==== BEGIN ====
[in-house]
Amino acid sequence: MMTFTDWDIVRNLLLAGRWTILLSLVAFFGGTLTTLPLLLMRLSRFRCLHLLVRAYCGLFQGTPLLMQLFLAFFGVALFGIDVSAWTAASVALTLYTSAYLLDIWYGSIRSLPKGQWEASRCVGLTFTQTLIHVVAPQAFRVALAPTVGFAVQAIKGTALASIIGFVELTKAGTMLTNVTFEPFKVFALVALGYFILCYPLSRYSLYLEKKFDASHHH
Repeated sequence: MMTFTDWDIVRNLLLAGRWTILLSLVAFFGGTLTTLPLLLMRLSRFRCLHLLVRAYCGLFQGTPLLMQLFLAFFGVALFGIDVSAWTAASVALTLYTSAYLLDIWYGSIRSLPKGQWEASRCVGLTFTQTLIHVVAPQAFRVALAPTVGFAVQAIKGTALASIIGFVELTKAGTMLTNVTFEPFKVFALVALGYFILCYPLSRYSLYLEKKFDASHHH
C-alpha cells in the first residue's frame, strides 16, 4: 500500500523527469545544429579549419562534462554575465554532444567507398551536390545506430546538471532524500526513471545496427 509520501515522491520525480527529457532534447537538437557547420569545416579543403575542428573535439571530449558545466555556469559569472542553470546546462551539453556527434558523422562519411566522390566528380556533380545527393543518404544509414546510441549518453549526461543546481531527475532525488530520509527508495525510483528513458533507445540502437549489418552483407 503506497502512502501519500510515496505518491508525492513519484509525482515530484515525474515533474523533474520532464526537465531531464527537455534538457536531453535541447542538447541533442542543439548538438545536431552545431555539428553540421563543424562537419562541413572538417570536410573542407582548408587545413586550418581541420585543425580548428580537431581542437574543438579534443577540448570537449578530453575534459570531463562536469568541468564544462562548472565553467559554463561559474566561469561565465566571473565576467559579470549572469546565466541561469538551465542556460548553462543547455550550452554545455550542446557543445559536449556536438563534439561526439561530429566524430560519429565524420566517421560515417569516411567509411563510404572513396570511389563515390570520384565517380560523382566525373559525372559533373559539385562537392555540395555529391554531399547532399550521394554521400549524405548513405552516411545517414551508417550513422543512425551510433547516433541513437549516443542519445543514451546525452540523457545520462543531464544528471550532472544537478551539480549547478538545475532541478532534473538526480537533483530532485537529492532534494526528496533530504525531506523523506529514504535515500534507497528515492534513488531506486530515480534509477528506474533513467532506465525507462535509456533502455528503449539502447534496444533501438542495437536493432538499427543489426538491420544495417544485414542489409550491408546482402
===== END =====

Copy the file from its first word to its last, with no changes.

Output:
[in-house]
Amino acid sequence: MMTFTDWDIVRNLLLAGRWTILLSLVAFFGGTLTTLPLLLMRLSRFRCLHLLVRAYCGLFQGTPLLMQLFLAFFGVALFGIDVSAWTAASVALTLYTSAYLLDIWYGSIRSLPKGQWEASRCVGLTFTQTLIHVVAPQAFRVALAPTVGFAVQAIKGTALASIIGFVELTKAGTMLTNVTFEPFKVFALVALGYFILCYPLSRYSLYLEKKFDASHHH
Repeated sequence: MMTFTDWDIVRNLLLAGRWTILLSLVAFFGGTLTTLPLLLMRLSRFRCLHLLVRAYCGLFQGTPLLMQLFLAFFGVALFGIDVSAWTAASVALTLYTSAYLLDIWYGSIRSLPKGQWEASRCVGLTFTQTLIHVVAPQAFRVALAPTVGFAVQAIKGTALASIIGFVELTKAGTMLTNVTFEPFKVFALVALGYFILCYPLSRYSLYLEKKFDASHHH
C-alpha cells in the first residue's frame, strides 16, 4: 500500500523527469545544429579549419562534462554575465554532444567507398551536390545506430546538471532524500526513471545496427 509520501515522491520525480527529457532534447537538437557547420569545416579543403575542428573535439571530449558545466555556469559569472542553470546546462551539453556527434558523422562519411566522390566528380556533380545527393543518404544509414546510441549518453549526461543546481531527475532525488530520509527508495525510483528513458533507445540502437549489418552483407 503506497502512502501519500510515496505518491508525492513519484509525482515530484515525474515533474523533474520532464526537465531531464527537455534538457536531453535541447542538447541533442542543439548538438545536431552545431555539428553540421563543424562537419562541413572538417570536410573542407582548408587545413586550418581541420585543425580548428580537431581542437574543438579534443577540448570537449578530453575534459570531463562536469568541468564544462562548472565553467559554463561559474566561469561565465566571473565576467559579470549572469546565466541561469538551465542556460548553462543547455550550452554545455550542446557543445559536449556536438563534439561526439561530429566524430560519429565524420566517421560515417569516411567509411563510404572513396570511389563515390570520384565517380560523382566525373559525372559533373559539385562537392555540395555529391554531399547532399550521394554521400549524405548513405552516411545517414551508417550513422543512425551510433547516433541513437549516443542519445543514451546525452540523457545520462543531464544528471550532472544537478551539480549547478538545475532541478532534473538526480537533483530532485537529492532534494526528496533530504525531506523523506529514504535515500534507497528515492534513488531506486530515480534509477528506474533513467532506465525507462535509456533502455528503449539502447534496444533501438542495437536493432538499427543489426538491420544495417544485414542489409550491408546482402